SC asks seven state govt to submit report on Christian persecution

Central Wing of the Supreme Court of India where the Chief Justice's courtroom is situated. (Photo: Subhashish Panigrahi/Wikimedia Commons)

The Supreme Court of India has ordered seven state governments to provide information on the steps their law enforcement departments took in response to alleged attacks on Christians and their institutions.

The decision was made at the hearing of a public interest lawsuit (PIL) brought by Bangalore's Archbishop Peter Machado, Evangelical Fellowship of India and the National Solidarity Forum.

Uttar Pradesh, Chhattisgarh, Bihar, Odisha, Karnataka, Jharkhand and Madhya Pradesh were directed to provide the information within three weeks by a Supreme Court panel led by Chief Justice D Y Chandrachud on February 6.

In order to evaluate the allegations of the Christian petitioners regarding the claimed violent occurrences against their community and institutions, the Supreme Court had instructed the federal home ministry to gather reports from eight states during a hearing last year on September 1.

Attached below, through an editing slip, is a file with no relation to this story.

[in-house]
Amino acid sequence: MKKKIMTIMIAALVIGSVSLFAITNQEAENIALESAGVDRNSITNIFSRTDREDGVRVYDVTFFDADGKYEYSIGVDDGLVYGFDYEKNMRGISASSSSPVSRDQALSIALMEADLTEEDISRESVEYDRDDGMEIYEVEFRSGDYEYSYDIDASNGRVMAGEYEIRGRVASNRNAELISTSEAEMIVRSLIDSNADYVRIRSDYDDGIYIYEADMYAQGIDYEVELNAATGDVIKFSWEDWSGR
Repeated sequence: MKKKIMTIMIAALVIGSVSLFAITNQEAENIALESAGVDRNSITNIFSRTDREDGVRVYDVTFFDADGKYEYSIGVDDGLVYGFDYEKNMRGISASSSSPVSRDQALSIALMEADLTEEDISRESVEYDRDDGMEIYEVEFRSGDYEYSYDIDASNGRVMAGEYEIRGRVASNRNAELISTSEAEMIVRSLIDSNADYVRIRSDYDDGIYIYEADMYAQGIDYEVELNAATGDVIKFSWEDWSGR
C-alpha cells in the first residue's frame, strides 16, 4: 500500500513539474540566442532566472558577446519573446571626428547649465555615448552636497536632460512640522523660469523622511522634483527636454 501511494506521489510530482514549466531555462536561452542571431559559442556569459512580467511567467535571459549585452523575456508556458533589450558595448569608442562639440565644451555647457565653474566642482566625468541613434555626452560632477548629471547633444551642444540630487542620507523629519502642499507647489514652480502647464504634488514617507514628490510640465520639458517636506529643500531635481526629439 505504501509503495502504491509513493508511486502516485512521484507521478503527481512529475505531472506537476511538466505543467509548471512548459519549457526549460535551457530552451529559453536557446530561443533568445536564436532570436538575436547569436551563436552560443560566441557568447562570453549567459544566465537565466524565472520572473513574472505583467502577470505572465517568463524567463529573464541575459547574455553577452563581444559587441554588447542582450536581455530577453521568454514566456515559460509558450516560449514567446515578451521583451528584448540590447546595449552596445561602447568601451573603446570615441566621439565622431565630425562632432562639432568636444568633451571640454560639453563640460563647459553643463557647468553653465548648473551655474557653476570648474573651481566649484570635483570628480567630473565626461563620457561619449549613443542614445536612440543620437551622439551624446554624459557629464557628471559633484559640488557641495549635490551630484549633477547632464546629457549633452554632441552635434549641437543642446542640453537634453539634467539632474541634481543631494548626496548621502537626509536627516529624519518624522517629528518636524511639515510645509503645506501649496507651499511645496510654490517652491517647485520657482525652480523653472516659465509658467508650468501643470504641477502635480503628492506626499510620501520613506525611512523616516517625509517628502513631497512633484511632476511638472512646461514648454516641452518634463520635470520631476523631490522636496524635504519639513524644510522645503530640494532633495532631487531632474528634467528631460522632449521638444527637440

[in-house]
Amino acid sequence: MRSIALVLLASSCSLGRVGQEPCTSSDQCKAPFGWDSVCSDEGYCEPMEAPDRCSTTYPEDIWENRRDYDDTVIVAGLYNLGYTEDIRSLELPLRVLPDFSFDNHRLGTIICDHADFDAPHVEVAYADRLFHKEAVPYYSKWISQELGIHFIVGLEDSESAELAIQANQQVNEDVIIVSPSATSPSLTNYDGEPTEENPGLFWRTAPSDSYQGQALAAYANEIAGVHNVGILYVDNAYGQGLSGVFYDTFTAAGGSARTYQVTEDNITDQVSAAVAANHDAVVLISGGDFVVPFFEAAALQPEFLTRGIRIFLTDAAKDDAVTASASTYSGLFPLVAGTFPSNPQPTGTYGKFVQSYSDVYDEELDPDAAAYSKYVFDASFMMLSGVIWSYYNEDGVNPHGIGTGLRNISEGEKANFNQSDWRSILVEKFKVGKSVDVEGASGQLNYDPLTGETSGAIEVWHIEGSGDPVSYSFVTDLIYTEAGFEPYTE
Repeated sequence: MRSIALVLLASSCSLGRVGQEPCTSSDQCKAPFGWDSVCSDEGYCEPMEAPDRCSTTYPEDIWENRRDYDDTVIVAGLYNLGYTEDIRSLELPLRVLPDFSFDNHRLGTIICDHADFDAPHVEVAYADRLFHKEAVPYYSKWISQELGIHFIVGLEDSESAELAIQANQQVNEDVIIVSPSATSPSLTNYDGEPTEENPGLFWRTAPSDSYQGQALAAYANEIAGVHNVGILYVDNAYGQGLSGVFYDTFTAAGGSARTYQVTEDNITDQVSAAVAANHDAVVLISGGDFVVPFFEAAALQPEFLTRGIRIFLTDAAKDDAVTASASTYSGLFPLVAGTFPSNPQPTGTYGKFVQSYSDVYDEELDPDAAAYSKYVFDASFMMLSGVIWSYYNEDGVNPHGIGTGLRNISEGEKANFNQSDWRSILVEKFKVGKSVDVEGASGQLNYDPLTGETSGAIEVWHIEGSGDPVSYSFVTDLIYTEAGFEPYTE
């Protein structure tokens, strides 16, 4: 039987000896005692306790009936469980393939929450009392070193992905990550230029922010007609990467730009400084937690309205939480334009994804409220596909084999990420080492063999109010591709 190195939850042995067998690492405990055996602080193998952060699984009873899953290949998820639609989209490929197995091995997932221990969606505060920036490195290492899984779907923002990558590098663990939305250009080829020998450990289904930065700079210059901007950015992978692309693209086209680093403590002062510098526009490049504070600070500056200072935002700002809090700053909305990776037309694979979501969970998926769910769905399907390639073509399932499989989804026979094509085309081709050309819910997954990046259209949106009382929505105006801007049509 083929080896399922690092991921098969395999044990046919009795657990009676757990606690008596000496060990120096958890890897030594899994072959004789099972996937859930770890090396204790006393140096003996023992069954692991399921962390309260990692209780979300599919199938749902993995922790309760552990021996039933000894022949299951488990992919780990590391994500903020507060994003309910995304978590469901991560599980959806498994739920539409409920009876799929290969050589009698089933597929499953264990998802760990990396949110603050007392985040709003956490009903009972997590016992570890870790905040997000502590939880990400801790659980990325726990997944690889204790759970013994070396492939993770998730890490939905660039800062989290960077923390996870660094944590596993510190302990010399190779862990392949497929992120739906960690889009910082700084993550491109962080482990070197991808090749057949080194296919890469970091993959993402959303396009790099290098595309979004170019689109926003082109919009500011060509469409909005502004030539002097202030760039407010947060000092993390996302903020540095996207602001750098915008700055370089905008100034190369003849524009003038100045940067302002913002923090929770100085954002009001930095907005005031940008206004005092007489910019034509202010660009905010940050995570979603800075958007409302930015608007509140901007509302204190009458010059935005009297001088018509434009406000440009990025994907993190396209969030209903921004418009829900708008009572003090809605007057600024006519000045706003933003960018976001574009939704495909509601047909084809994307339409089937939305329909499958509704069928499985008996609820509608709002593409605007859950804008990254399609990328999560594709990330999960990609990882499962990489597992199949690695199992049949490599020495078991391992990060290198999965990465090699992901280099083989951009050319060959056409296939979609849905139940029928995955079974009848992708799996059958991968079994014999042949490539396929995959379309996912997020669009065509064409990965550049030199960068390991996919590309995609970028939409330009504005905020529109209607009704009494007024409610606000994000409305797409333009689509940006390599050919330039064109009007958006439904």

The eight states were required to provide details on the alleged criminal wrongdoings that took place in 2021, confirming the police's registration of cases after learning of the crime, the status of their inquiries, the arrests they made and the charges they filed in court to prosecute the offenders.

The Supreme Court said that the verification process was necessary to see if the provincial authorities were adhering to the directives it had issued in a number of prior judgments.

The rulings held the governments responsible for preventing violence and prosecuting those who engage in sectarian violence, particularly when it comes to the lynching of minorities.

However, all states but one had not yet submitted their verification reports, the federal ministry notified the judges.

The court also ordered the petitioners to furnish information surrounding each alleged incidence they detailed. The majority of the examples offered as evidence of Christian persecution, according to the federal home ministry's statement, were either false or incorrectly described.